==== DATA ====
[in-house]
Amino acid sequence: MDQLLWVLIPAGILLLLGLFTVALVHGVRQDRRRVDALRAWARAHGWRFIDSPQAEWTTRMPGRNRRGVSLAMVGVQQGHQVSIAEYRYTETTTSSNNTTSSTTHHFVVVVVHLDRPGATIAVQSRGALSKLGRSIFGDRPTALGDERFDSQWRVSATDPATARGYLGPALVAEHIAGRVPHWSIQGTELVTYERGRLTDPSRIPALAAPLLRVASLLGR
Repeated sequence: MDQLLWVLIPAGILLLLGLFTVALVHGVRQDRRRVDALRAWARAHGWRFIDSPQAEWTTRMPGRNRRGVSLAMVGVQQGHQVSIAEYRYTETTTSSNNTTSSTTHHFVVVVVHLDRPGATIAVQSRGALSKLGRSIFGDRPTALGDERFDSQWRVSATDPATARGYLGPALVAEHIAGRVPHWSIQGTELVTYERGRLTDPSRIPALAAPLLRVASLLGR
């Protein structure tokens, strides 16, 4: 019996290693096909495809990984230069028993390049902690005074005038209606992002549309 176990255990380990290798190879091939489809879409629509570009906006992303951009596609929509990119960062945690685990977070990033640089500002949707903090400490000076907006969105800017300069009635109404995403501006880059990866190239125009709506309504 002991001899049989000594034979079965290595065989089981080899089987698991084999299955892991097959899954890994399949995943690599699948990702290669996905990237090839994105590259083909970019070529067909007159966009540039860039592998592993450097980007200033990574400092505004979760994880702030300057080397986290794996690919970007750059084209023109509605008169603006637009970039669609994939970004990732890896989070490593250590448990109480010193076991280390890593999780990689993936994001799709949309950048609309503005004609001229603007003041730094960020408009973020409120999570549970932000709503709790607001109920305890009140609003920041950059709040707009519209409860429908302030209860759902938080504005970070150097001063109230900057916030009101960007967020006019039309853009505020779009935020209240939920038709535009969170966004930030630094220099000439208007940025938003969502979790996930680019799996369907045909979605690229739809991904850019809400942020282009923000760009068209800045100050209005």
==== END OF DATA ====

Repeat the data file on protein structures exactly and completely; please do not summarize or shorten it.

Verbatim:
[in-house]
Amino acid sequence: MDQLLWVLIPAGILLLLGLFTVALVHGVRQDRRRVDALRAWARAHGWRFIDSPQAEWTTRMPGRNRRGVSLAMVGVQQGHQVSIAEYRYTETTTSSNNTTSSTTHHFVVVVVHLDRPGATIAVQSRGALSKLGRSIFGDRPTALGDERFDSQWRVSATDPATARGYLGPALVAEHIAGRVPHWSIQGTELVTYERGRLTDPSRIPALAAPLLRVASLLGR
Repeated sequence: MDQLLWVLIPAGILLLLGLFTVALVHGVRQDRRRVDALRAWARAHGWRFIDSPQAEWTTRMPGRNRRGVSLAMVGVQQGHQVSIAEYRYTETTTSSNNTTSSTTHHFVVVVVHLDRPGATIAVQSRGALSKLGRSIFGDRPTALGDERFDSQWRVSATDPATARGYLGPALVAEHIAGRVPHWSIQGTELVTYERGRLTDPSRIPALAAPLLRVASLLGR
């Protein structure tokens, strides 16, 4: 019996290693096909495809990984230069028993390049902690005074005038209606992002549309 176990255990380990290798190879091939489809879409629509570009906006992303951009596609929509990119960062945690685990977070990033640089500002949707903090400490000076907006969105800017300069009635109404995403501006880059990866190239125009709506309504 002991001899049989000594034979079965290595065989089981080899089987698991084999299955892991097959899954890994399949995943690599699948990702290669996905990237090839994105590259083909970019070529067909007159966009540039860039592998592993450097980007200033990574400092505004979760994880702030300057080397986290794996690919970007750059084209023109509605008169603006637009970039669609994939970004990732890896989070490593250590448990109480010193076991280390890593999780990689993936994001799709949309950048609309503005004609001229603007003041730094960020408009973020409120999570549970932000709503709790607001109920305890009140609003920041950059709040707009519209409860429908302030209860759902938080504005970070150097001063109230900057916030009101960007967020006019039309853009505020779009935020209240939920038709535009969170966004930030630094220099000439208007940025938003969502979790996930680019799996369907045909979605690229739809991904850019809400942020282009923000760009068209800045100050209005």